Police have apologised to the family of an 18-year-old boy who died at a house party in south east London after they suggested his death could be connected to the use of nitrous oxide.

Ally Calvert, from Bexley, suffered cardiac arrest following a party with friends on 25 July and was taken to hospital after collapsing in the street. He died around two hours later.

In a statement released by Scotland Yard after his death, Metropolitan Police said Calvert collapsed after he "ingested nitrous oxide" – also known as laughing gas – and alcohol at the party. During a radio interview discussing whether nitrous oxide should be illegal, Met Police commissioner Sir Bernard Hogan-Howe used Calvert's death as an example of the dangers of taking the so-called 'legal high' and referred to his death as a "terrible outcome".

Police have now apologised to the family after a post-mortem revealed Calvert died as a result of an undiagnosed significantly enlarged heart that caused sudden arrhythmia death syndrome and the suggestion nitrous oxide or alcohol was responsible for his death is "completely false".

Bexley Borough commander chief superintendent Jeff Boothe said: "Our initial statement issued to media inferred that this death may have been connected with the ingestion of nitrous oxide and alcohol; this has been proven to be false and I have apologised to the family for the distress this statement has caused. All subsequent press statements offered to media regarding this matter, including the detailed statement offered a few hours later, did not include this inference. Furthermore, there is no foundation in reports that the party Ally had attended is in anyway connected to his death.

"In addition, the Commissioner has met with the family to extend his condolences; and in recognition of the distress caused to Ally's family.

"No inaccurate coverage should be allowed to tarnish the memory of Ally. He deserves to be remembered for the fine, upstanding member of the community that he was."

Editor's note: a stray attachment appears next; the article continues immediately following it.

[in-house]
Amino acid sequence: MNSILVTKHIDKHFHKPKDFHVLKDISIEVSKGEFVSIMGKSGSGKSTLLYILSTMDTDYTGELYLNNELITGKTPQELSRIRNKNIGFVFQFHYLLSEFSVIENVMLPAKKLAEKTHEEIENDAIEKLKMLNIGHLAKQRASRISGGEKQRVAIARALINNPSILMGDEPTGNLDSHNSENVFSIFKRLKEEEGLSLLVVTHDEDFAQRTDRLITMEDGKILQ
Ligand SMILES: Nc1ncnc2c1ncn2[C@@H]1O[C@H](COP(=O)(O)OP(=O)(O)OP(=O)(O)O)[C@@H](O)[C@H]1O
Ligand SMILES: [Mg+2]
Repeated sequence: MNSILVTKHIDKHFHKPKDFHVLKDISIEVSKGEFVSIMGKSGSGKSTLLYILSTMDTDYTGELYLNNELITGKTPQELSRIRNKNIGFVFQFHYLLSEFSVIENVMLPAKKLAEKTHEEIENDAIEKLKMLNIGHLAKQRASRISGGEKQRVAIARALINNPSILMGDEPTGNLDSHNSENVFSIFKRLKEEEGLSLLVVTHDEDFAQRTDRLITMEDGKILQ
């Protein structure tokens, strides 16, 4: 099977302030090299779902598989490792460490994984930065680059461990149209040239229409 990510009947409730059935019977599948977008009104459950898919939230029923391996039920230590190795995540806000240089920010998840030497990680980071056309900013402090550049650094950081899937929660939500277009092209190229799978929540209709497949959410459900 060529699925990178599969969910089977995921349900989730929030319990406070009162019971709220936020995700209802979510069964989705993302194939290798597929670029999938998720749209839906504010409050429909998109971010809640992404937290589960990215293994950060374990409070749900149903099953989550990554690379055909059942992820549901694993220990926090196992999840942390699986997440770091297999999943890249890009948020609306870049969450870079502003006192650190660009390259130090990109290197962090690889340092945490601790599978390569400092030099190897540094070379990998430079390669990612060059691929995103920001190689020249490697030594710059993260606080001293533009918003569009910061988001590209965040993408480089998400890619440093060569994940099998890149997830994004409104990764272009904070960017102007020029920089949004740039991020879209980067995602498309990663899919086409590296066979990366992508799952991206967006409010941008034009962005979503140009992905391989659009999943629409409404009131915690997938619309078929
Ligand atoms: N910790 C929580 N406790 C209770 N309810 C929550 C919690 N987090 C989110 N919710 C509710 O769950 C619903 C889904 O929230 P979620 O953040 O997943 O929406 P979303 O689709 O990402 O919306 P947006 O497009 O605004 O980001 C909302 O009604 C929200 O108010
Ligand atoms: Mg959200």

laughing gas
Dozens of protesters stage a mass inhalation of Nitrous Oxide, commonly known as laughing gas, outside the Houses of Parliament Getty

Hogan-Howe said: "I was incredibly moved when meeting Alistair's family last week during which they told me about their positive involvement with cardiac awareness since Alistair's death. This is a testament to their strength of character at a very difficult time.

"On behalf of the Met I extended my condolences to the family and apologised for upset caused by the statements we made about Alistair's death. I have apologised personally for the comments I made which inferred Alistair's tragic death was linked to the use of nitrous oxide and alcohol. By raising awareness of heart screening for young people I am certain Alistair's legacy will mean that good can come out of tragedy."

The family of Calvert said they had experienced harassment from the media after police wrongly suggested the teenager died as a result of taking nitrous oxide soon after the government banned the sale of the gas as part of their Psychoactive Substances Bill, which aimed to ban the sale of legal highs.

The family added in a statement: "As a family, we have always been aware that Alistair did not take nitrous oxide nor excessive alcohol at a party on the night that he died. We were also advised, following his post mortem examination, that his death was due to an undiagnosed significantly enlarged heart which caused sudden arrhythmia death syndrome. Any reference that Alistair's death was due to nitrous oxide is completely false."

The family have also set up a memorial for Calvert and raised £8,000 for the charity Cardiac Risk in the Young so other families will not have to "face the same tragic circumstances that we have".